Real Estate Assistant

A lot goes into buying and selling a property. That’s why buyers and sellers turn to realtors for help. Realtors secure home listings, help buyers find the perfect property, market listings, and stage open houses (to name a few). This is a lot to do for one person! To help stay organized and provide amazing support to buyers and sellers alike, realtors often outsource tasks so they can focus on their clients’ needs.

Some things you might do as a realtor’s VA:

  • Schedule listing appointments and home viewings
  • Market open houses
  • Calendar management
  • Write listing descriptions that sell
  • Reach out to prospective buyers/sellers

If you have a background in real estate or simply have an interest in the field, this is a great opportunity to gain experience. While you won’t actually be showing houses, you will play an important role in the realtor that helps contribute to their overall success!

General Admin Assistant

I know I said it’s important to pick a niche. So you might be wondering why the general admin assistant made the list. In reality, a general VA is a niche of its own. How so? Solopreneurs and small business owners need help. Chances are, they’ve got orders rolling in and clients to please. But there’s also the internal things that need to get taken care of on a daily basis. It’s hard to concentrate on delivering quality work when there’s an administrative to-do list a mile long.

You can exclusively market yourself to these busy professionals. They don’t have the need for their own receptionist or operations manager but they do need a helping hand to help them get more done in a day — and that person could be you!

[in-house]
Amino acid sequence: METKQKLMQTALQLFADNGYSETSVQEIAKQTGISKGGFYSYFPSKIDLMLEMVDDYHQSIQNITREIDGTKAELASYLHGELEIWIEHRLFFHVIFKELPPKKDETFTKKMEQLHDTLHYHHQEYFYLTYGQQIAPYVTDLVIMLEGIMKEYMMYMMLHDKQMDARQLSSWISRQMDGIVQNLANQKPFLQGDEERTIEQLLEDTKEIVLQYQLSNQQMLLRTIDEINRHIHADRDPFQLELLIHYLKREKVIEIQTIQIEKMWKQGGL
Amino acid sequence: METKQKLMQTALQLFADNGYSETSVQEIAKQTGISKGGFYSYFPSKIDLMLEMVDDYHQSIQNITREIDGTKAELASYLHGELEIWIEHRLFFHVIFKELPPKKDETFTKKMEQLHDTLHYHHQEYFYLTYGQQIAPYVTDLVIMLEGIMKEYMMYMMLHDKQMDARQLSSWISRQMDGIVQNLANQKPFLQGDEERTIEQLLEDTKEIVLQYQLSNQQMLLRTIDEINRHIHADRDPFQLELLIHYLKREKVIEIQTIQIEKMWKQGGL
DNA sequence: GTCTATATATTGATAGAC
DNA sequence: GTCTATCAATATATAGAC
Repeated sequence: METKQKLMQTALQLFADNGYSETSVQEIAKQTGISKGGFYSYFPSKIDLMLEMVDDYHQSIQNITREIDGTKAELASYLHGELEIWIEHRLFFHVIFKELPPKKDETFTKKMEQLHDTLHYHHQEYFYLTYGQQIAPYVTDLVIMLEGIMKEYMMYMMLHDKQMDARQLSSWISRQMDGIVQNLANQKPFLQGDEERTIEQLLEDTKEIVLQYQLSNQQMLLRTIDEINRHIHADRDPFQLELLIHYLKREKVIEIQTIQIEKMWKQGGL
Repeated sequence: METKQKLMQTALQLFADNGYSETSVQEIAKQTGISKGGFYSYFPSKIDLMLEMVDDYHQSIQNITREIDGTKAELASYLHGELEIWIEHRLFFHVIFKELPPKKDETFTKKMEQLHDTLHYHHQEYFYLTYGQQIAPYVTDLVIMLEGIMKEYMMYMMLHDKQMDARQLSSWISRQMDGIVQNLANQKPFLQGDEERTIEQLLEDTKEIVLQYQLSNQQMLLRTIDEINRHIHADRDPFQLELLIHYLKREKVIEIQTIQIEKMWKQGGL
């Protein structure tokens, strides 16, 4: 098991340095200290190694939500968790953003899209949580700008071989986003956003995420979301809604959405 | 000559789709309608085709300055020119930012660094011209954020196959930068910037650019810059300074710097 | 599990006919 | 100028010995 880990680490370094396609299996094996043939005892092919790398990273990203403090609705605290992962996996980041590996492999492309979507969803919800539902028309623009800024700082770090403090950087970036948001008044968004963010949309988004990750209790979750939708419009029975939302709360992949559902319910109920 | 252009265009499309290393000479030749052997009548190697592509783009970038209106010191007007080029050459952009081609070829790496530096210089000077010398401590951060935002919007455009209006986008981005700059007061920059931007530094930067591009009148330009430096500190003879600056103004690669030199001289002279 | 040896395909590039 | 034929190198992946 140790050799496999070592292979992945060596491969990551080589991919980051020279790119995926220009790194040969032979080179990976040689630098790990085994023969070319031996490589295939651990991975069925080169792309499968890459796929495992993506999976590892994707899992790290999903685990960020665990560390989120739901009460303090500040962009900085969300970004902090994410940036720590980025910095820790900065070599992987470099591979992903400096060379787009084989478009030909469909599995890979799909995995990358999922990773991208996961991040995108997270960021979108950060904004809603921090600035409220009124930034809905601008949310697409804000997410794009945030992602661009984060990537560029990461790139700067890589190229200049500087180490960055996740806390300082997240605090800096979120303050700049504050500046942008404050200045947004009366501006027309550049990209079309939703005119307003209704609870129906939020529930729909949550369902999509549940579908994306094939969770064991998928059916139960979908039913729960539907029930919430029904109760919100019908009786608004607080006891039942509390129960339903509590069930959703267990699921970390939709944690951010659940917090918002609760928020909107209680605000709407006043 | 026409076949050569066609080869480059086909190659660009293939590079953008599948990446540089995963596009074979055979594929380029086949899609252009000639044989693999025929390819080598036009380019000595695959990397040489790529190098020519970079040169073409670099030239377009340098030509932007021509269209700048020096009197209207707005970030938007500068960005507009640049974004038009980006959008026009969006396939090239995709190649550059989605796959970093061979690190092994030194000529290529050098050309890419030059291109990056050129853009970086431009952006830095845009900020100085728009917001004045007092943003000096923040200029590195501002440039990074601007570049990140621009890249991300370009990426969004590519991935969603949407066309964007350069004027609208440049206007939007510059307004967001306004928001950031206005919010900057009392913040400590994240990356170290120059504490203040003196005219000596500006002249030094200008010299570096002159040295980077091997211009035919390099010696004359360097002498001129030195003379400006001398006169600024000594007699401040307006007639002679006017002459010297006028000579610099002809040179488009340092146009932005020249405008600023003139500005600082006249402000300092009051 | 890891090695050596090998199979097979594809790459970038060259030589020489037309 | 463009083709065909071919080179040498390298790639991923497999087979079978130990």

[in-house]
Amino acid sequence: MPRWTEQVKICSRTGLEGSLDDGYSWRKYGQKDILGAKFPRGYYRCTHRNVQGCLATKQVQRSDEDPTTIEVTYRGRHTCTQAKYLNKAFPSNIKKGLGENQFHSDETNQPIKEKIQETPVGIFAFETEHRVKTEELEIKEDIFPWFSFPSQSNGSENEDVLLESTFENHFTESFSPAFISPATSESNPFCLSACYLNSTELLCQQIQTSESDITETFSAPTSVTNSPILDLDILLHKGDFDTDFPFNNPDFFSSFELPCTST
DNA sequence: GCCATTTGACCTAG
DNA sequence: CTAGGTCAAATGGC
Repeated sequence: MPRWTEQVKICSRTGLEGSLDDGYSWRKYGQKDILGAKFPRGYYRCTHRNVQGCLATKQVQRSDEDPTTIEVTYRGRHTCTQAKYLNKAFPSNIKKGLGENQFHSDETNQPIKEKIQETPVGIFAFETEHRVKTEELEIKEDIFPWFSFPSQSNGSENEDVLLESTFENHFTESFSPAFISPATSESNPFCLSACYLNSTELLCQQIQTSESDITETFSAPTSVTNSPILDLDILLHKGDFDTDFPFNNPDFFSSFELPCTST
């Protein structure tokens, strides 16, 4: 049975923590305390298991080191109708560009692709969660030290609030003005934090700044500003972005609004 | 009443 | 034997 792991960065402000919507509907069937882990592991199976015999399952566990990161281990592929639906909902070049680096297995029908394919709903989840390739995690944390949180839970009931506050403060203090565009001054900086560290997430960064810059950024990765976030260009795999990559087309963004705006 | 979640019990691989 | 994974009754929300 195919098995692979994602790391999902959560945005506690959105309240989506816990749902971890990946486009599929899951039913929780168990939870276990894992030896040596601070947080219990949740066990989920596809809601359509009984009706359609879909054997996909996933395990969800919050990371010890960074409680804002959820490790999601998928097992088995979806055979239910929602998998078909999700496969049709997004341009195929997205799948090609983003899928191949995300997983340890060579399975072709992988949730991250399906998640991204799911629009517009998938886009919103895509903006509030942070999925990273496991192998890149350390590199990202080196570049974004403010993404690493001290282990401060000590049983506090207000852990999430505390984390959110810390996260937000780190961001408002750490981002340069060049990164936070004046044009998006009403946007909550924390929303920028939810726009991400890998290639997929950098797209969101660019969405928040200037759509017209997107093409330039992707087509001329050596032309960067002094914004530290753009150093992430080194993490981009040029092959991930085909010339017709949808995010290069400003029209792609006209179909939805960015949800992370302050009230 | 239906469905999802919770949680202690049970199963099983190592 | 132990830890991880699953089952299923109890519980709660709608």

Where to Find Virtual Assistant Jobs

A number of companies contract with virtual assistants. These companies serve as the middleman between you, the VA, and the client. You’ll likely work as an IC and be paid based on the number of clients you work with or amount of time you log. But if you’re wondering how to become a virtual assistant with no experience, these companies might not be the best fit for you. Many of them exclusively contract with experienced VAs.

Time Etc.

However, if you come from an admin or clerical background, you might want to check out Time Etc. You don’t need VA experience here to be considered but you will need to have previously worked as an executive assistant, receptionist, or any other admin-type position. This is a pretty flexible opportunity. In fact, if you have as little as three hours to spare each week, you can apply to become a VA here.

Fancy Hands

Another beginner-friendly platform to get your feet wet is Fancy Hands. This is a unique crowdsourced VA platform. Fancy Hands Virtual Assistants all have access to a pool of client tasks. Tasks are claimed on a first come first served basis. So, you never know what kinds of jobs may be available at any given time. You’re paid per task ($2.00-$7.00). Each one should only take about 15-20 minutes to complete. Payments are issued every two weeks via Dwolla.


Upwork is the largest freelance marketplace. There are literally thousands of gigs posted at any given time. It’s free to sign up at Upwork. However, they take a 10% cut of any payments you receive! If you start out here, you’ll want to fill out your profile completely and learn the art of crafting the perfect pitch. Ryan Robinson, a content marketing consultant to some big-name companies, knows a thing or two about writing a winning proposal. Check out his 5 Steps to Writing the Perfect Freelance Proposal to give yourself a leg up on the competition.


Indeed is the world’s biggest online job search engine. Really, you never know what VA positions you might come across here. To see what I mean, try searching for “Virtual Assistant” in the “What” box below: